I have the following datasheet for a thermisistor: http://make-documents.s3.amazonaws.com/UGulDNLaIajWgPom.pdf

I am trying to use the formula (found here http:// iwantmyreal.name/blog/2012/09/23/measuring-the-temperature-with-an-arduino-and-a-thermistor/): $$1/T=1/T_0+1/B*ln(R/R_0)$$ I am not sure I'm using the correct values, my understanding is that the values provided in the datasheet are as follow: $$R_0=20,000 ohm,$$ $$T_0=25 C,$$ $$Beta=4300$$ Can anyone confirm that this is correct?

I'm trying to get a temperature reading out of that sensor using an Arduino UNO microcontroller using the following found at http://playground.arduino.cc//ComponentLib/Thermistor2 at the bottom where it says example #2 using numbers instead of episco k164 definition .... (substituting with the above values)

The results are ~41.96 degrees F, and the room is between 75-80 degrees F so that means the temperatures readings are way off, I don't understand why unless I got the wrong values from the datasheet. Also I have two of these sensors and both give about the same value.

Code currently using:

// Code obtained from http://playground.arduino.cc//ComponentLib/Thermistor2
#include <math.h>
// enumarating 3 major temperature scales
enum {
T_KELVIN=0,
T_CELSIUS,
T_FAHRENHEIT
};

// manufacturer data for episco k164 10k thermistor
// simply delete this if you don't need it
// or use this idea to define your own thermistors
#define EPISCO_K164_10k 4300.0f,298.15f,10000.0f  // B,T0,R0

// Temperature function outputs float , the actual
// temperature
// Temperature function inputs
// 2.OuputUnit - output in celsius, kelvin or fahrenheit
// 3.Thermistor B parameter - found in datasheet
// 4.Manufacturer T0 parameter - found in datasheet (kelvin)
// 5. Manufacturer R0 parameter - found in datasheet (ohms)
// 6. Your balance resistor resistance in ohms

float Temperature(int AnalogInputNumber,int OutputUnit,float B,float T0,float R0,float     R_Balance)
{
float R,T;

T=1.0f/(1.0f/T0+(1.0f/B)*log(R/R0));

switch(OutputUnit) {
case T_CELSIUS :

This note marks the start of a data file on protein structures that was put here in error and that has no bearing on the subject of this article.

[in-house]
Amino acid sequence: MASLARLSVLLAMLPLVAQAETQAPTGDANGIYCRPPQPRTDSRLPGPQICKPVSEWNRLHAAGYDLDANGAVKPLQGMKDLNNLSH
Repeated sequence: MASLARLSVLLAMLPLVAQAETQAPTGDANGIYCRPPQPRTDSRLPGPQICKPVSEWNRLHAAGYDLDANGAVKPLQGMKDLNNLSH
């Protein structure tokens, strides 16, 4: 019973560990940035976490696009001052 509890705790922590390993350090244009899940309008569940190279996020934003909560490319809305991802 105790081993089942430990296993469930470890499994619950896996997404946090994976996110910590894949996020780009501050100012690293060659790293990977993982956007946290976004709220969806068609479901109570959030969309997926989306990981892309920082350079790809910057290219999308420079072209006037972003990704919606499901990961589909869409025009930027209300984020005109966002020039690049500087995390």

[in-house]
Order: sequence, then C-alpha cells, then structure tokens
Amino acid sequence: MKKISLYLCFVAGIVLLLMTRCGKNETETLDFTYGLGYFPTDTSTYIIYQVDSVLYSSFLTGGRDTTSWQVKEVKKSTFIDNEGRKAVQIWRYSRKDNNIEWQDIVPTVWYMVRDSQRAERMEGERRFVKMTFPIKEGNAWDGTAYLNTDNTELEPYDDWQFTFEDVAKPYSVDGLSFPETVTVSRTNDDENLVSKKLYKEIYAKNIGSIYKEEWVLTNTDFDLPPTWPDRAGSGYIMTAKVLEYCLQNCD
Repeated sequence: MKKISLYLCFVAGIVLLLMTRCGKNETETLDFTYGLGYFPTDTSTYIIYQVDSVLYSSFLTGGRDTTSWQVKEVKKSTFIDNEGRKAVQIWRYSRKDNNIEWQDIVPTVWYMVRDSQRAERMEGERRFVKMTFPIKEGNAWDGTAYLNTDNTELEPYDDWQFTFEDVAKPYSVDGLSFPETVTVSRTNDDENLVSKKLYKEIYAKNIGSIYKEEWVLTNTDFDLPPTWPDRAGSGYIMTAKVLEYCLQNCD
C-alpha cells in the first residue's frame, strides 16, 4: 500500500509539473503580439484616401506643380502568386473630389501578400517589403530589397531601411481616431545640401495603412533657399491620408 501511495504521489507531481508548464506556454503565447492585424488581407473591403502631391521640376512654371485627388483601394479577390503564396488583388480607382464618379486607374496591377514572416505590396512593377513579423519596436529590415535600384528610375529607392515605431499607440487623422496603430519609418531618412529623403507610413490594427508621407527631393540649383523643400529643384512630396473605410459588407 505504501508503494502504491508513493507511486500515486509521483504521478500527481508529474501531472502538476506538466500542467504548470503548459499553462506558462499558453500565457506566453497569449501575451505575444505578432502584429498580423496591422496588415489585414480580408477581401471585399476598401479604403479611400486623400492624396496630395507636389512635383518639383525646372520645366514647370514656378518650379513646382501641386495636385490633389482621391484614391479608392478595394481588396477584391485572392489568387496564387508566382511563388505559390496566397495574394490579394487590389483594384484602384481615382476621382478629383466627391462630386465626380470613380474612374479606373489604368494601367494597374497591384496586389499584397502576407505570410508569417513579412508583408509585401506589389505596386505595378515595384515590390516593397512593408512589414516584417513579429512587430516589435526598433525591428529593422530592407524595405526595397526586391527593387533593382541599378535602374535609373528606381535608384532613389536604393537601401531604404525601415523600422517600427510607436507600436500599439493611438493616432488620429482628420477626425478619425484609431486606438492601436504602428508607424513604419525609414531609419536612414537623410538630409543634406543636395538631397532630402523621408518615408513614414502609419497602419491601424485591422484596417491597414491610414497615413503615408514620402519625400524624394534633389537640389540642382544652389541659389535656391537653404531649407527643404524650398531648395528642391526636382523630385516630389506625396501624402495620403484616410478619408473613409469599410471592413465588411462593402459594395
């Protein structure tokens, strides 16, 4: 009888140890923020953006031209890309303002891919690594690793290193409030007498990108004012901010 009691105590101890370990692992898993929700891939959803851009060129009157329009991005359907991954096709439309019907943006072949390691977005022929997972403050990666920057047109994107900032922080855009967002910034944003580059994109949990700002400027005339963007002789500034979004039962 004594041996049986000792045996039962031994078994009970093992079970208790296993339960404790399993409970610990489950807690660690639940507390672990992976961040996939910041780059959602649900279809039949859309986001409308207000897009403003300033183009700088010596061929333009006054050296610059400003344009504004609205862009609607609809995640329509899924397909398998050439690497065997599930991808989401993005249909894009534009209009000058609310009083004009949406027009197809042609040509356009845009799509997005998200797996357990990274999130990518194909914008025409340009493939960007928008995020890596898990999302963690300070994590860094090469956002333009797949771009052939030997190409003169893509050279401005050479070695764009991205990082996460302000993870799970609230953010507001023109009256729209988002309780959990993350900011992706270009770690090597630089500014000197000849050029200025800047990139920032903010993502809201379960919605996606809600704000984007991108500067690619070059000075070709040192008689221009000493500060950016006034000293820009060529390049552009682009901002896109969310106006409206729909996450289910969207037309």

T-=273.15f;
break;
case T_FAHRENHEIT :
T=9.0f*(T-273.15f)/5.0f+32.0f;
break;
default:
break;
};

return T;
}

void setup() {
Serial.begin(9600);
}

void loop() {

Serial.println("*************************");
Serial.println("10k Balance");
Serial.println(Temperature(0,T_FAHRENHEIT,4300.0f,298.15f,20000.0f,9770.0f));
//Serial.println(Temperature(1,T_FAHRENHEIT,4300.0f,298.15f,20000.0f,9770.0f));
Serial.println("*************************");

delay(500);
}

• Do you have a schematic/code? What value resistor are you using for the balance resistor? – Oli Glaser Aug 28 '13 at 4:58
• Sure. If you look at "Thermistor Test Schematic" Under playground.arduino.cc//ComponentLib/Thermistor2 that's pretty much it, except I'm using a 9.77 Kohm resistor (I measured it with a Voltmeter). Or +5V --> thermistor <-- Node 1 --> 9.77kohm --> ground. Then I have a connection from Node 1 to port A0 of the arduino uno microcontroller. I hope it makes sense, let me know if it doesn't. – joze Aug 28 '13 at 5:34
• That's a start, thanks (it's usually a good idea to include the schematic and any code for your setup, so everyone knows exactly what you are doing) What is the exact code you are using? – Oli Glaser Aug 28 '13 at 6:14
• Thanks for the tip, will do for next time. The code is the following: – joze Aug 28 '13 at 6:24
• See above in the original question for my exact code, site won't let me edit my last comment. – joze Aug 28 '13 at 6:31